AstroGrid-PL [IMA]

We summarise the achievements of the AstroGrid-PL project, which aims to provide an infrastructure grid computing, distributed storage and Virtual Observatory services to the Polish astronomical community. It was developed from 2011-2015 as a domain grid component within the larger PLGrid Plus project for scientific computing in Poland.

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G. Stachowski, T. Kundera, P. Ciecielag, et. al.
Mon, 20 Feb 17

Comments: 4 pages, 2 figures, in the Proceedings of the 37th Meeting of the Polish Astronomical Society

EOVSA Implementation of a Spectral Kurtosis Correlator for Transient Detection and Classification [IMA]

We describe in general terms the practical use in astronomy of a higher-order statistical quantity called Spectral Kurtosis (SK), and describe the first implementation of SK-enabled firmware in the F-engine (Fourier transform-engine) of a digital FX correlator for Expanded Owens Valley Solar Array (EOVSA). The development of the theory for SK is summarized, leading to an expression for generalized SK that is applicable to both SK spectrometers and those not specifically designed for SK. We also give the means for computing both the SK estimator and thresholds for its application as a discriminator of RFI contamination. Tests of the performance of EOVSA as an SK spectrometer are shown to agree precisely with theoretical expectations, and the methods for configuring the correlator for correct SK operation are described.

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G. Nita, J. Hickish, D. MacMahon, et. al.
Mon, 20 Feb 17

Comments: 16 pages, 4 figures

Spectral performance of SKALA antennas I: Mitigating spectral artefacts in SKA1-LOW 21-cm cosmology experiments [IMA]

This paper is the first on a series of papers describing the impact of antenna instrumental artefacts on the 21-cm cosmology experiments to be carried out by the SKA1-LOW telescope, i.e., the Cosmic Dawn (CD) and the Epoch of Reionization (EoR). The smoothness of the passband response of the current log-periodic antenna being developed for the SKA1-LOW is analyzed using numerical electromagnetic simulations. The frequency ripples are characterized using low-order polynomials defined locally, in order to study the impact of the passband smoothness in the instrument calibration and CD/EoR Science. A solution is offered to correct a fast ripple found at 60 MHz during a test campaign at the SKA site at the Murchison Radio-astronomy Observatory, Western Australia in September 2015 with a minor impact on the telescope’s performance and design. A comparison with the Hydrogen Epoch of Reionization Array antenna is also shown demonstrating the potential use of the SKA1-LOW antenna for the Delay Spectrum technique to detect the EoR.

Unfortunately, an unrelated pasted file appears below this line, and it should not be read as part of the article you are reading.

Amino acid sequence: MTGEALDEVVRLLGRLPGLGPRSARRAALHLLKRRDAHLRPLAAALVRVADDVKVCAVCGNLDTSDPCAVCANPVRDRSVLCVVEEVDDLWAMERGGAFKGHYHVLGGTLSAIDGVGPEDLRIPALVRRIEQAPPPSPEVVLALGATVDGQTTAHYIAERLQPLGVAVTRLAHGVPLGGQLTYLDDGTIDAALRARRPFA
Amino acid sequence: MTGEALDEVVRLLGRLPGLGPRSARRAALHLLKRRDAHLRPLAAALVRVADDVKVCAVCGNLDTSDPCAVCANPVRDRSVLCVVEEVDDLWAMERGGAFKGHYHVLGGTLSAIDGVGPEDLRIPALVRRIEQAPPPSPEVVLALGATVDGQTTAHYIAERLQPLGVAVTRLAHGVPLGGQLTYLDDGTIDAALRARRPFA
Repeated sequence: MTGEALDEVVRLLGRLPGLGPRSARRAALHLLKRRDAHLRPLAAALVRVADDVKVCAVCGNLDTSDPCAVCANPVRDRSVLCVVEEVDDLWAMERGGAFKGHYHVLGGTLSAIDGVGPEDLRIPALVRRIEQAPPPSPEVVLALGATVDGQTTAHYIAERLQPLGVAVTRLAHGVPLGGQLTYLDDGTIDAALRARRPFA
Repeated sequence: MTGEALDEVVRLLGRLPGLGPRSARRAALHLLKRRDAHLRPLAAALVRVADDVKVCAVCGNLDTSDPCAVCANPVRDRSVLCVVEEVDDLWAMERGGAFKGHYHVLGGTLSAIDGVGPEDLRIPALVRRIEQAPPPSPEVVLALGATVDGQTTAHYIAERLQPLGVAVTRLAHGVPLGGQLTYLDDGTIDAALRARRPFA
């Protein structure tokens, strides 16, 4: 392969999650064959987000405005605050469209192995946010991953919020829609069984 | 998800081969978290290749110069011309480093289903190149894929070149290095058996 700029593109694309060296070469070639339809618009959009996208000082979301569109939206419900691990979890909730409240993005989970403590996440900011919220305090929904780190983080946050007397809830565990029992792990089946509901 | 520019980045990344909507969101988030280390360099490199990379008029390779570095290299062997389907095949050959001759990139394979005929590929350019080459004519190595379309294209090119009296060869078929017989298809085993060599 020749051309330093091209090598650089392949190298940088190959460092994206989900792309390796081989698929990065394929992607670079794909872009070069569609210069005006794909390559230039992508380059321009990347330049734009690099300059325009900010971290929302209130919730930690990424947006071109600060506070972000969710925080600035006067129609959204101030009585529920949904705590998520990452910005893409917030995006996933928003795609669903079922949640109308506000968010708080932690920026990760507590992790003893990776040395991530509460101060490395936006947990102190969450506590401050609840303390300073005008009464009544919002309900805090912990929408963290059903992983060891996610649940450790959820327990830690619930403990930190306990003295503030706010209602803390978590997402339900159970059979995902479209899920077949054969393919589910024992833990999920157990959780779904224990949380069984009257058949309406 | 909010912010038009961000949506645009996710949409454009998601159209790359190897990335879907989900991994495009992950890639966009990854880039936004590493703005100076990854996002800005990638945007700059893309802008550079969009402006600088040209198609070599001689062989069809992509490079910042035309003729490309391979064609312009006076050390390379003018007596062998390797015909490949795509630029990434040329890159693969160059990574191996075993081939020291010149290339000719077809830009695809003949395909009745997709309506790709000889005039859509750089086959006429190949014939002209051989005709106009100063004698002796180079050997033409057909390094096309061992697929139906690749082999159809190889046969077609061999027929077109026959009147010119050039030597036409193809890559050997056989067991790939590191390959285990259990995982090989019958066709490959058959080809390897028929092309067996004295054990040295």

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E. Acedo, C. Trott, R. Wayth, et. al.
Mon, 20 Feb 17

Comments: 12 pages, 19 figures, submitted to MNRAS

Sports stars: analyzing the performance of astronomers at visualization-based discovery [IMA]

In this data-rich era of astronomy, there is a growing reliance on automated techniques to discover new knowledge. The role of the astronomer may change from being a discoverer to being a confirmer. But what do astronomers actually look at when they distinguish between “sources” and “noise?” What are the differences between novice and expert astronomers when it comes to visual-based discovery? Can we identify elite talent or coach astronomers to maximize their potential for discovery? By looking to the field of sports performance analysis, we consider an established, domain-wide approach, where the expertise of the viewer (i.e. a member of the coaching team) plays a crucial role in identifying and determining the subtle features of gameplay that provide a winning advantage. As an initial case study, we investigate whether the SportsCode performance analysis software can be used to understand and document how an experienced HI astronomer makes discoveries in spectral data cubes. We find that the process of timeline-based coding can be applied to spectral cube data by mapping spectral channels to frames within a movie. SportsCode provides a range of easy to use methods for annotation, including feature-based codes and labels, text annotations associated with codes, and image-based drawing. The outputs, including instance movies that are uniquely associated with coded events, provide the basis for a training program or team-based analysis that could be used in unison with discipline specific analysis software. In this coordinated approach to visualization and analysis, SportsCode can act as a visual notebook, recording the insight and decisions in partnership with established analysis methods. Alternatively, in situ annotation and coding of features would be a valuable addition to existing and future visualisation and analysis packages.